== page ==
:: Coupled with the incarceration rates of our black men, this is certainly alarming.  Our futures are in jeopardy if we can’t reel this on in.  When folks start droning on and on about the plight of the educated black woman, this is the stuff we really need to be focused on–the root of these problems.  If you think black women can’t find suitable mates, then we need to figure how to reverse this–not let it fester and perpetuate.  The black community is at danger when we can’t get our kids through the bare minimum level of schooling.  And we’ve known this, right? But now, here it is staring us in the face through this report. So what we gone do now?

:: Yes, it’s time for my me vs. we soapbox.  So many of the black community’s problems are embedded in the fact that we have become so disjointed from each other.  So many of us go day to day thinking about only ourselves and our short-term happiness.  And while those are certainly valid thoughts, we should also be thinking about our community and our collective long-term happiness.  Yes, the parents are responsible for their kids, but I still believe the African proverb that it takes a village to raise a child.  We need to be reaching out to those less fortunate than us through mentorship and even advocacy.  Give up a weekend to volunteer with an organization that focuses on our youth.  Skip a couple of coffee breaks and donate that money to charity or your alma mater or to buy a book for a neighbor’s child.  There are so many ways we can get beyond ourselves and redevelop our interconnectivity.  And that’s vital.

:: Black folks aren’t the only ones that should be worried about this.  Listen here–the performance of each and every one of our kids is factored into the overall graduation rate. Guess what–if we can get these rates up, the overall rate will increase as well.  How can we expect to have competitive communities if we aren’t effectively training our future workforce? It’s no wonder (besides other educational factors) that the U.S. has gone from #1 to #12 in college completion rates for young adults in one single generation.  This has a direct impact on how competitive this nation is compared to other countries.  As I’ve said time and time again, what we do for our kids today molds what our society will look like tomorrow.  And guess what–you can support the cost of quality public education today or you can support the cost of programs that support the unemployed and those not even in the labor force tomorrow.  You can run, pulling your kids out of school and putting them in private schools instead of getting involved with the local school board and making your concerns heard through local politics, but trust me, you. cannot. hide.  Uneducated kids grow up to be uneducated or miseducated adults. (Sidenote: I mean, educated kids can grow up to be miseducated as well, but that’s not relevant to today’s post, so moving on…) We cannot continue to be okay with shortchanging our kids.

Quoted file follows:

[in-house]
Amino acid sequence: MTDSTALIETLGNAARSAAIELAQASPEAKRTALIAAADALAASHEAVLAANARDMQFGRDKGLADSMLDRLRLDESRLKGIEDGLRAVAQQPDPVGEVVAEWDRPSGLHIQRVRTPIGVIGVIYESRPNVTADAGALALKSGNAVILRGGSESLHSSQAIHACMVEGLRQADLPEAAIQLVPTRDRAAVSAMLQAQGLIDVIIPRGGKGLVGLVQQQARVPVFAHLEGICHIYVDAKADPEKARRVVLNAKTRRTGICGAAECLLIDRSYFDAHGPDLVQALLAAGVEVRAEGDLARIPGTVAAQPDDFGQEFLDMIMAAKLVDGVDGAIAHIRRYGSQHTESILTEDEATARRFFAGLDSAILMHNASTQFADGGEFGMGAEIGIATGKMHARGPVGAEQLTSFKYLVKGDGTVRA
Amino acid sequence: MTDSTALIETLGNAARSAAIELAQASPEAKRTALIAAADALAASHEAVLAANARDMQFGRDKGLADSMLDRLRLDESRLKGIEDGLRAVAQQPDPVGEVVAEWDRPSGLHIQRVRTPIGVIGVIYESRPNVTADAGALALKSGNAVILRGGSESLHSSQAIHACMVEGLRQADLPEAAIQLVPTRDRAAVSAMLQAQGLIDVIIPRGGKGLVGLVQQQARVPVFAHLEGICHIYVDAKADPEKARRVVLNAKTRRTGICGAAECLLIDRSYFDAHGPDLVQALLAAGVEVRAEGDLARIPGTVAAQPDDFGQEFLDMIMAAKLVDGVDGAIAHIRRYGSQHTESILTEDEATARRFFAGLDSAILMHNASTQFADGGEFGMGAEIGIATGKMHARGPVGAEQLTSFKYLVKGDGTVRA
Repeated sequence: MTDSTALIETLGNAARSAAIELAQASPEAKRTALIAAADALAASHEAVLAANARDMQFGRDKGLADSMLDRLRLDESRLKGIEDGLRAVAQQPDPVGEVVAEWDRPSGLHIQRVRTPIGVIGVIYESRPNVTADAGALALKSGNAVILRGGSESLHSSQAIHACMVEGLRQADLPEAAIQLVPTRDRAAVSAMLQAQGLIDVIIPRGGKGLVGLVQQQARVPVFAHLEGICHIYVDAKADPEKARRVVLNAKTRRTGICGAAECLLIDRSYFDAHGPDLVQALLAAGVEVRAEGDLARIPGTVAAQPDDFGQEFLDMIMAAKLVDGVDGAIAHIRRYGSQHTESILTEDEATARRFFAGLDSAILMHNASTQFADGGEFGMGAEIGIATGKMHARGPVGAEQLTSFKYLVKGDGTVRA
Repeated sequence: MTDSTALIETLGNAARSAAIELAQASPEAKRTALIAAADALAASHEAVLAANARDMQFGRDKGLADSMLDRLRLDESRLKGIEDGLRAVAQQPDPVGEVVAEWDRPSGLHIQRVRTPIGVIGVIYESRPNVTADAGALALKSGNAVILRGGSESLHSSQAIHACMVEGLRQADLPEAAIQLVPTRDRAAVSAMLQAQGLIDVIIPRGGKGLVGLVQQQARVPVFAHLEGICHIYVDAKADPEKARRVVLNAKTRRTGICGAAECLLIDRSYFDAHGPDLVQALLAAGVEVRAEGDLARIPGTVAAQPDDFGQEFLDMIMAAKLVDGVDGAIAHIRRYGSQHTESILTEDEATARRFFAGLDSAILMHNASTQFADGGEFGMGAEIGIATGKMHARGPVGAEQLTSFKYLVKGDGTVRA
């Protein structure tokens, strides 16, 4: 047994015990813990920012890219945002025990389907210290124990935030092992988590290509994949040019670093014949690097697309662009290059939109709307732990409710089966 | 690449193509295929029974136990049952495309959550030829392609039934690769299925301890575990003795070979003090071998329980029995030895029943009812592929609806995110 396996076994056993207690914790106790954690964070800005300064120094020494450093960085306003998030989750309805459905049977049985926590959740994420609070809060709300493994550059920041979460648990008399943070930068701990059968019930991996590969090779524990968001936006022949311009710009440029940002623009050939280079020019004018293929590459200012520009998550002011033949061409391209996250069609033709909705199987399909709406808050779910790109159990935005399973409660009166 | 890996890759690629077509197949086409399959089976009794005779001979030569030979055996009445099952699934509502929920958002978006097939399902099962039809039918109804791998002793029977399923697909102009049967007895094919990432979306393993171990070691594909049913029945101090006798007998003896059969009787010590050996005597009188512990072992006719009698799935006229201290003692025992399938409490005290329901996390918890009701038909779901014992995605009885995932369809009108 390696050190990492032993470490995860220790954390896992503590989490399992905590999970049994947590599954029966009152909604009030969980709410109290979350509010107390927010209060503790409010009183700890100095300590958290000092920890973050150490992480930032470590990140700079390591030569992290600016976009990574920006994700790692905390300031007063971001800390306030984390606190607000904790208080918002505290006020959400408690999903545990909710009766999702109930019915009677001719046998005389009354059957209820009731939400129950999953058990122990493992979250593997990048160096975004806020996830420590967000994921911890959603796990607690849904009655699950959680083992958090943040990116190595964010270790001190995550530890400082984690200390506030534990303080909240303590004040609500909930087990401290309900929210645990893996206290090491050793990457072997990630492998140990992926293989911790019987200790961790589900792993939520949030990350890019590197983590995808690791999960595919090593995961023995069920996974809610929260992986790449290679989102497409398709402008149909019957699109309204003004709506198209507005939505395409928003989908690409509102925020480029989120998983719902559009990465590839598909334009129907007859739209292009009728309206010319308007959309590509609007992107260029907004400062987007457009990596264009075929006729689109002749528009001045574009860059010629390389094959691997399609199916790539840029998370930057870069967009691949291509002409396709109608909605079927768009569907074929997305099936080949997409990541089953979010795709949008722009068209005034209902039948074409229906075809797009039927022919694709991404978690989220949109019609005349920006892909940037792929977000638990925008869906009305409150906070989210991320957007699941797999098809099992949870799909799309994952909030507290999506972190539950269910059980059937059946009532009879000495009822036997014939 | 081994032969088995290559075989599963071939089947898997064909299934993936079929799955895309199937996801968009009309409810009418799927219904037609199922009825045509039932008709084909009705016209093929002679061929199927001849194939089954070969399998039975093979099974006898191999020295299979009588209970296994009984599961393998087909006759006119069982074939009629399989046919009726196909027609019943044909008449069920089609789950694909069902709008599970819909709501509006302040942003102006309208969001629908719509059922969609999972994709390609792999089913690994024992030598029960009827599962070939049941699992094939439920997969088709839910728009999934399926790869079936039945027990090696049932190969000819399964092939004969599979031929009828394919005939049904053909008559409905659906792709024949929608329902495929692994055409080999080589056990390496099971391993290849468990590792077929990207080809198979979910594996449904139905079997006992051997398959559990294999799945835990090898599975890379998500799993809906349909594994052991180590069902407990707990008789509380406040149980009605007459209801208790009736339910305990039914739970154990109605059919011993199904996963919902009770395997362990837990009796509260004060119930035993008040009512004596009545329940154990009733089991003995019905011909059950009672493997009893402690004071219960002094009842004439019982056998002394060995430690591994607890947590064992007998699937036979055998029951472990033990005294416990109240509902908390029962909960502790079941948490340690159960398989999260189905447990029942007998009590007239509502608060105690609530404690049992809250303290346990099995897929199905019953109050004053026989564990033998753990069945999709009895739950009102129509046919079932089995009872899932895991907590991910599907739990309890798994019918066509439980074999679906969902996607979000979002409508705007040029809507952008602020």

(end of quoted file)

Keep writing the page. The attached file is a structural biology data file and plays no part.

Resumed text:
:: Y’all know I’m not a problem-oriented person. I’m solution-oriented. So what do I want you to do?  I want you to read this report and really think about the repercussions. Tell me how you feel about it in the comments.  Then I want the mentors, tutors, volunteers, philanthropists, and advocates out there to keep doing what you do, and I want the teachers to continue going into those classrooms and busting your patootie everyday even though you are likely underappreciated.  I want you guys out there to continue (or start) reading the news and keeping up with issues like this one that impacts us so adversely.  And I want anyone who is looking for something to do to become a mentor.  You don’t have to be well off to be a mentor. Join Big Sisters/Big Brothers or go through your district to see what opportunities are available or take some interest in someone at your church and be a light in a kid’s life.  Show them that they are cared for and encourage them to be their best.  Just because you can.  It only takes an hour here or there to make a difference.  Do your part.